Going to the Dogs?
12 Aug 2007
I've never owned a dog personally. But there was this one dog - Brownie - who lived at my grandparent's house in Malaysia, a sort of fluffy dog, yet lean, hairier than a Collie but of the same build. They used to let him wander the grounds alongside them, fed him roti kaya with their hands, laughed when he barked, claiming it was the sign of a happy dog. And he was a happy dog, full of energy and excitement, hungry for life. A few years later and no one was able to look after him; I came back one summer to find him frustrated and desolate, kept imprisoned all day in the sweaty monsoon heat in a cage barely bigger than he. None of us could go near him; he terrified us with his exposed teeth and gums whenever we passed the cage, for snarling and growling was all he knew to do now. At night they let him loose, unhooking the cage as quickly they as he could then rushing out of his way - but he never ran in their direction. Always he ran away from them, towards the open gate that would free him into the garden and patio and driveway. I could hear him from my bedroom, his frenzied scatter of paws creating small, sharp stutters that ricocheted in the thin night air. When a new family moved into the house they let Brownie loose. Opened the gate to the road and he was gone.
I see so many stray dogs when I go back to Malaysia. Lying in drains, head curled into their bodies as the monsoon rain drenches their thin hair. Awkwardly flung at the side of roads, knocked down by careless drivers. Whimpering at the delicacies displayed at road side stalls, trying to steal a kebab or piece of fruit. Snarling from the shadows at passers by walking their domesticated dogs along the hot tarmac streets at night. I wonder why they are there, what's going to happen to them; it doesn't take much guessing.
Luckily in England, animal rights are of more concern to people than the majority of the population of Malaysia; of course this is a generalisation, but organisations for animals in Malaysia just lack the funding to raise awareness about animal care, and the fact that a lot of dogs are bought for the sole use of guarding the house means that many view them less as 'pets' than over here. I've hardly seen any stray dogs in England; in fact I don't even think I've even seen one, but the idea of kennels reminded me too much of Brownie's caged existence, and when I finally visited one I still couldn't decide whether they were much better than what Brownie was confined to.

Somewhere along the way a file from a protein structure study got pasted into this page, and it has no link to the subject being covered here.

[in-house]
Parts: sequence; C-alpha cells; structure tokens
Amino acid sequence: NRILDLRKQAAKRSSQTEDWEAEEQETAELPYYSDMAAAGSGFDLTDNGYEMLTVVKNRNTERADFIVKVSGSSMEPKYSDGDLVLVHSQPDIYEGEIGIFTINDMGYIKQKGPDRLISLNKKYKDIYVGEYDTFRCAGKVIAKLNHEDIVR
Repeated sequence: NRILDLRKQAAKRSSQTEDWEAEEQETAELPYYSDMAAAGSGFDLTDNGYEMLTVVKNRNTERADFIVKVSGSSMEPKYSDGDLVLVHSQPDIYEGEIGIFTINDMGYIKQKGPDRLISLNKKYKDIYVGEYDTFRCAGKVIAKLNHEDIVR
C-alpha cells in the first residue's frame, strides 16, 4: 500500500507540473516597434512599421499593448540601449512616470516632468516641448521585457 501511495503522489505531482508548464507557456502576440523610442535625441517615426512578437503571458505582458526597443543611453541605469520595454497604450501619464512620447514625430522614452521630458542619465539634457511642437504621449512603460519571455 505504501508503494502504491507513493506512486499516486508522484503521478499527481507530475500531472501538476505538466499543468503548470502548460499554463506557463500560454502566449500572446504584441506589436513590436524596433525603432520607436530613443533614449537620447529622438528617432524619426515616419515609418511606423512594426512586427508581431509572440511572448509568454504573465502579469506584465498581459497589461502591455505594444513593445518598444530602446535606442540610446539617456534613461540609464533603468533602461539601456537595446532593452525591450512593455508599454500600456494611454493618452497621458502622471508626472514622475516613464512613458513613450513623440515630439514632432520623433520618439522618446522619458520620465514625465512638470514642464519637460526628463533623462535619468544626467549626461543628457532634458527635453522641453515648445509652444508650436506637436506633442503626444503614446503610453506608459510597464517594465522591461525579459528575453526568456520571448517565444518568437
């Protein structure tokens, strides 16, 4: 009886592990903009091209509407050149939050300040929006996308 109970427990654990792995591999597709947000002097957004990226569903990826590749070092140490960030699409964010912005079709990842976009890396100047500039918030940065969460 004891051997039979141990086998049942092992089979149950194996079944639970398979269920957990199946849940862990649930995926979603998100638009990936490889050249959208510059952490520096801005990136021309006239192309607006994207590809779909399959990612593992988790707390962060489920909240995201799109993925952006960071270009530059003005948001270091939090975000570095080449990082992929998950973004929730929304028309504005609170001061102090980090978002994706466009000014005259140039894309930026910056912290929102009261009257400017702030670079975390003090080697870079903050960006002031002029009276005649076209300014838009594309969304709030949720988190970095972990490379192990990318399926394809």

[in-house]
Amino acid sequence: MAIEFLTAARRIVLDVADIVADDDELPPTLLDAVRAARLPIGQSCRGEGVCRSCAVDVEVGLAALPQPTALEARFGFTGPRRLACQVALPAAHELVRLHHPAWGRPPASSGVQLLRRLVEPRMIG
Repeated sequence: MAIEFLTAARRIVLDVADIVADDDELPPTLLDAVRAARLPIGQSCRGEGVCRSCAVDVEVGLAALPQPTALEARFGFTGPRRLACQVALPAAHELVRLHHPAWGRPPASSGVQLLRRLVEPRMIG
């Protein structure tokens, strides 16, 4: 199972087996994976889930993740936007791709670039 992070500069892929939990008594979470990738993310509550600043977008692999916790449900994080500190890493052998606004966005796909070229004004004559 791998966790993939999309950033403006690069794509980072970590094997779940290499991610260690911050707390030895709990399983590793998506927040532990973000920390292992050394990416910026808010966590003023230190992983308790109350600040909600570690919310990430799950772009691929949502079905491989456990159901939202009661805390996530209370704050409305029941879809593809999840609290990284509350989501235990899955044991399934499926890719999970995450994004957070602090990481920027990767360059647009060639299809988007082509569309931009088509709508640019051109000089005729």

I took all of these pictures on my first visit to the RSPCA kennels in South Mimms. The minute I walked into the first kennel I set my camera to black and white, and though I did try a few shots in colour later they just didn't fit with the atmosphere; the blandness and sparseness of the photos reflect the place in both architecture and mood. Many of the pictures feature the little door at the back of a 'cell', but it was such an important part of the dog's lives, this tiny portal to the outside world, that it should be visible in most of the shots. And the dogs, although different breeds and surely of varying personalities, all seem to have the same feel to them; the expressions of tired curiosity or even bored indifference feature on every dog's face.
However, the thing that is different for these dogs to the ones in Malaysia, like Brownie, is that they have hope. They are cared for; they are given basic necessities and maybe even the occasional luxury; they are given time; these dogs have a big chance of being re-homed and of being part of a family again, if not for the first time. The RSPCA do a great job and the kennels I photographed do lots for the dogs; the visiting people are always welcome to take them for a walk as well, so they do get space and exercise. Kennels like this help mistreated dogs to begin again, whereas those in Malaysia hit a dead end. But it's nothing compared to what loyal owners could do for these dogs.
The message is this; kennels should not need to exist. Every person thinking of buying a dog should understand and accept the challenges this new addition will bring them; if you are not prepared to put in all the effort of owning a dog the answer is simple; do not get one. But every person thinking of getting a dog should also be aware of all the joys and rewards having a dog can bring, as long as it is treated with the care and respect it needs. A dog is for life, so think of how rich and wonderful your life could be with a well looked-after dog by your side.